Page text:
In recent weeks the country has changed beyond recognition. The COVID-19 pandemic is requiring that we rapidly rethink what services we need and how we deliver them to our family, friends and neighbours. Whilst we focus on slowing of the spread and flattening the curve of Covid19, the one new reality we are having to come to terms with is the rapidly rising number of deaths and the need for support for families whose lives are being turned upside down overnight. This can have similarities to cancer. But cancer is a disease which at least allows for time to be spent with loved ones.
That was our experience when my father passed away in 2014 in a hospice eighteen months after being diagnosed with cancer. At the time, the support provided to us by Macmillan Cancer Support was second to none. When he went into palliative care, we were referred to a Macmillan team in the hospital who helped join up all the dots for us and took us through every step with kindness and compassion until the day my father died. They were then there for us in the aftermath as we worked out what to do next after months of putting our lives on hold in his final period of illness.
Thousands of families today are being hit by a worse tragedy. The sudden situation of a loved one becoming critically ill and dying without being able to hold them or be with them. And then the challenge of coping with grief and dealing with the consequences for family income and well being when fewer support services are available and other public services under strain. But the need for support and guidance and counselling is greater than ever – for partners, for children and for other family members.
That’s why, following discussions with my local health service and supported by many MPs and Peers from across the House of Commons and a range of All Party Parliamentary Groups, I am calling for a new National 24 hour COVID-19 Support Helpline for service for families who have lost loved ones or who have seriously ill relatives. Patients can remain on a ventilator for some weeks and families are left unable to even console each other in person. The sense of helplessness, isolation and grief is being compounded without ways to reach out and get support.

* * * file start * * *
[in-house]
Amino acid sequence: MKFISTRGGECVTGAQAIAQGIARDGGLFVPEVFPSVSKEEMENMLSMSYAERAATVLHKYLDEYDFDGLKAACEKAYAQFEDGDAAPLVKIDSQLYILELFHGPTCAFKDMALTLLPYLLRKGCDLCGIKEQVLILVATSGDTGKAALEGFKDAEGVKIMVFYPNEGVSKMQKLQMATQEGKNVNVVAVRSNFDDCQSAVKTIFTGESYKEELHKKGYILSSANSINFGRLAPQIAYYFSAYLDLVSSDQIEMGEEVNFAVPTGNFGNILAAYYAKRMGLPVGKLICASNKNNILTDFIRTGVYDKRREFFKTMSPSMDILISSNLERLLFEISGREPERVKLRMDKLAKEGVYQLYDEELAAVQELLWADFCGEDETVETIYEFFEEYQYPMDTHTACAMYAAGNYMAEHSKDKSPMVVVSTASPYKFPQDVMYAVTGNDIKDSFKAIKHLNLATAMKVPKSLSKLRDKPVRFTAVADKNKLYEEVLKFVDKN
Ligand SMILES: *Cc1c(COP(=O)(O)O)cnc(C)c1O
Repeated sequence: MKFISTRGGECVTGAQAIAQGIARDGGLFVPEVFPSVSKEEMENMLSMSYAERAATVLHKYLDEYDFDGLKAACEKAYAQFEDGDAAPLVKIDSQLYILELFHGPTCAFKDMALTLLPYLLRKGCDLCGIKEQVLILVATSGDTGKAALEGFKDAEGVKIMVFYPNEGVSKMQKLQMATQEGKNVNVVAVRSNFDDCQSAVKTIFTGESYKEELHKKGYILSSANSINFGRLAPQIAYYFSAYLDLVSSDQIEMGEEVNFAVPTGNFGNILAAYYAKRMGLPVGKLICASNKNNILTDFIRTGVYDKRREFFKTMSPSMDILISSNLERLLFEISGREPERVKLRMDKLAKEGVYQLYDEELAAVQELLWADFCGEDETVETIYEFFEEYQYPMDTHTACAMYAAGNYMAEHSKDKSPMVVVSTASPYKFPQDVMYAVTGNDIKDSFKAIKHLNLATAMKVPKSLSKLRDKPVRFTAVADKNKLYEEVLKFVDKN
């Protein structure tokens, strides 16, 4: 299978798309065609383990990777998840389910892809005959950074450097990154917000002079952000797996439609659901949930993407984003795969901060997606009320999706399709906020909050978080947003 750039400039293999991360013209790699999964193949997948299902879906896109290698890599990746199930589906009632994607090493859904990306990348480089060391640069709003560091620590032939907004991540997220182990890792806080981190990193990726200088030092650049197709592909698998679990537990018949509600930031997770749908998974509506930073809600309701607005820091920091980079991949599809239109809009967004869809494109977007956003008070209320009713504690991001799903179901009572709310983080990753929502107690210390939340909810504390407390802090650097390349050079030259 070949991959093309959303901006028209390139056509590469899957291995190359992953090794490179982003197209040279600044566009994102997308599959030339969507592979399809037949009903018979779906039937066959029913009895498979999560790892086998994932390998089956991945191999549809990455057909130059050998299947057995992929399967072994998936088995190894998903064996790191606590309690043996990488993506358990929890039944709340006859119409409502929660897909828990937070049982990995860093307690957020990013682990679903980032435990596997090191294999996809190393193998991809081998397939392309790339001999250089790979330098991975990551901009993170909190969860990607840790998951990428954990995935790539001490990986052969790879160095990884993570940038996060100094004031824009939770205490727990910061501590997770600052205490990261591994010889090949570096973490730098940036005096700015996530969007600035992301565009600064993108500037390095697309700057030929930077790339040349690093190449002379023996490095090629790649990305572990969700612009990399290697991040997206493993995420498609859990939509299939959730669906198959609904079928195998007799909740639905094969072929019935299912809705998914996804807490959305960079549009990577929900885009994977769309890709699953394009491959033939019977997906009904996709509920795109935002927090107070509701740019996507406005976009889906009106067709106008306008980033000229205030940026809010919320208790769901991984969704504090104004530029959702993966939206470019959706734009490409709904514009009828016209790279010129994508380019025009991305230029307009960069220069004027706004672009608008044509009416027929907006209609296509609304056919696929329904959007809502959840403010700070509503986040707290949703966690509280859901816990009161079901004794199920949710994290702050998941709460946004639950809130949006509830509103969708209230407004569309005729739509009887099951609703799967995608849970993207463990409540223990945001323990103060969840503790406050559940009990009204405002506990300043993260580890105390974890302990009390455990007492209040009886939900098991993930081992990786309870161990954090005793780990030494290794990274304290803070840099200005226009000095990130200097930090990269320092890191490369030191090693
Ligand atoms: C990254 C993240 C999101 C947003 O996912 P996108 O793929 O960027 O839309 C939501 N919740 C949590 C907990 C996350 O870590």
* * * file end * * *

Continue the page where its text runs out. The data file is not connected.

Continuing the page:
This service could be along the lines of the support that Macmillan Cancer Support do brilliantly for palliative care cancer patients. Such a service could be a national helpline supplemented with local teams for COVID-19 families to help with advice, counselling, signposting, answering questions about funerals. It could run alongside the work of hospital chaplains and faith groups who may not have the capacity or updated information to answer all the queries or signpost for further support. The service could run by trained NHS support staff including nurses and psychiatrists aided by trained NHS responder volunteers who may not be able to be on the front line in other ways. Intervention now may also help prevent a greater mental health issues in COVID-19 families in the future who are unable to meet and grieve together. People could be referred early to the service by hospital staff.
This proposed national support line could work well with local bereavement support teams who will begin to be very stretched. It should also see coordination with and extra resource for our devolved administrations as it would be a way to deliver up to date Government guidance on funerals and memorials for loved ones, and to be able to contact families in future to check in with them.
The impact of COVID-19 will be long lasting. If the Coronavirus crisis of the last few weeks has taught us anything, it is that we have to be one step ahead of this horrific illness. I hope that the Government will heed this call and take the steps now to set up a freephone service that will be able to respond to the needs and the challenges that lie ahead.